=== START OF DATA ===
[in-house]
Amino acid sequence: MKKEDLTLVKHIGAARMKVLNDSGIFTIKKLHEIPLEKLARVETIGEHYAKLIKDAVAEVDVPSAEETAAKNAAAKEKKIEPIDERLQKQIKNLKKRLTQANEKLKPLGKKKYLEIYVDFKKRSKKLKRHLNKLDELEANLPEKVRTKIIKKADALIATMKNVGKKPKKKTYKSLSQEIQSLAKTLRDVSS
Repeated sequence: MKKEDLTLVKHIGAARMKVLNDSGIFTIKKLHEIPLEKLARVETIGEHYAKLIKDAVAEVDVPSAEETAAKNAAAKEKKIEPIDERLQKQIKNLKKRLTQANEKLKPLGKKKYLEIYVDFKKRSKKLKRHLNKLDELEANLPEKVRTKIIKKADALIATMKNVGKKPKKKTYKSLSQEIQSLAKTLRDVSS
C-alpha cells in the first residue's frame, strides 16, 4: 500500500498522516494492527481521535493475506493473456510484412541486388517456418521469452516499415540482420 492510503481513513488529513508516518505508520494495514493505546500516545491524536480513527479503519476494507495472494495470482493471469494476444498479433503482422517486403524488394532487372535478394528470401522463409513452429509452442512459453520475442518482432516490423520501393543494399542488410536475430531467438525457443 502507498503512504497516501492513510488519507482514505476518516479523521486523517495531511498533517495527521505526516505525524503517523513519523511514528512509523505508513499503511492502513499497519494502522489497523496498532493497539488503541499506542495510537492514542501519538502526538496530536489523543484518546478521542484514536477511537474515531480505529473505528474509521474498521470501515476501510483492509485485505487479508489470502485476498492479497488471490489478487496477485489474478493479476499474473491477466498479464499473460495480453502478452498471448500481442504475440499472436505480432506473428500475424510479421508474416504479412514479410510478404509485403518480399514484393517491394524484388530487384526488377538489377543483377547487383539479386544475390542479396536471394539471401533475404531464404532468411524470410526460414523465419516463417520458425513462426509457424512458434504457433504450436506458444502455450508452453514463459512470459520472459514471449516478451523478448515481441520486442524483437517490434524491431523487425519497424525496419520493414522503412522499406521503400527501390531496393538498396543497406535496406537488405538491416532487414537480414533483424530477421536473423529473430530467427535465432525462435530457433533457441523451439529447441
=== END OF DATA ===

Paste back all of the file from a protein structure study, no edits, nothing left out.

[in-house]
Amino acid sequence: MKKEDLTLVKHIGAARMKVLNDSGIFTIKKLHEIPLEKLARVETIGEHYAKLIKDAVAEVDVPSAEETAAKNAAAKEKKIEPIDERLQKQIKNLKKRLTQANEKLKPLGKKKYLEIYVDFKKRSKKLKRHLNKLDELEANLPEKVRTKIIKKADALIATMKNVGKKPKKKTYKSLSQEIQSLAKTLRDVSS
Repeated sequence: MKKEDLTLVKHIGAARMKVLNDSGIFTIKKLHEIPLEKLARVETIGEHYAKLIKDAVAEVDVPSAEETAAKNAAAKEKKIEPIDERLQKQIKNLKKRLTQANEKLKPLGKKKYLEIYVDFKKRSKKLKRHLNKLDELEANLPEKVRTKIIKKADALIATMKNVGKKPKKKTYKSLSQEIQSLAKTLRDVSS
C-alpha cells in the first residue's frame, strides 16, 4: 500500500498522516494492527481521535493475506493473456510484412541486388517456418521469452516499415540482420 492510503481513513488529513508516518505508520494495514493505546500516545491524536480513527479503519476494507495472494495470482493471469494476444498479433503482422517486403524488394532487372535478394528470401522463409513452429509452442512459453520475442518482432516490423520501393543494399542488410536475430531467438525457443 502507498503512504497516501492513510488519507482514505476518516479523521486523517495531511498533517495527521505526516505525524503517523513519523511514528512509523505508513499503511492502513499497519494502522489497523496498532493497539488503541499506542495510537492514542501519538502526538496530536489523543484518546478521542484514536477511537474515531480505529473505528474509521474498521470501515476501510483492509485485505487479508489470502485476498492479497488471490489478487496477485489474478493479476499474473491477466498479464499473460495480453502478452498471448500481442504475440499472436505480432506473428500475424510479421508474416504479412514479410510478404509485403518480399514484393517491394524484388530487384526488377538489377543483377547487383539479386544475390542479396536471394539471401533475404531464404532468411524470410526460414523465419516463417520458425513462426509457424512458434504457433504450436506458444502455450508452453514463459512470459520472459514471449516478451523478448515481441520486442524483437517490434524491431523487425519497424525496419520493414522503412522499406521503400527501390531496393538498396543497406535496406537488405538491416532487414537480414533483424530477421536473423529473430530467427535465432525462435530457433533457441523451439529447441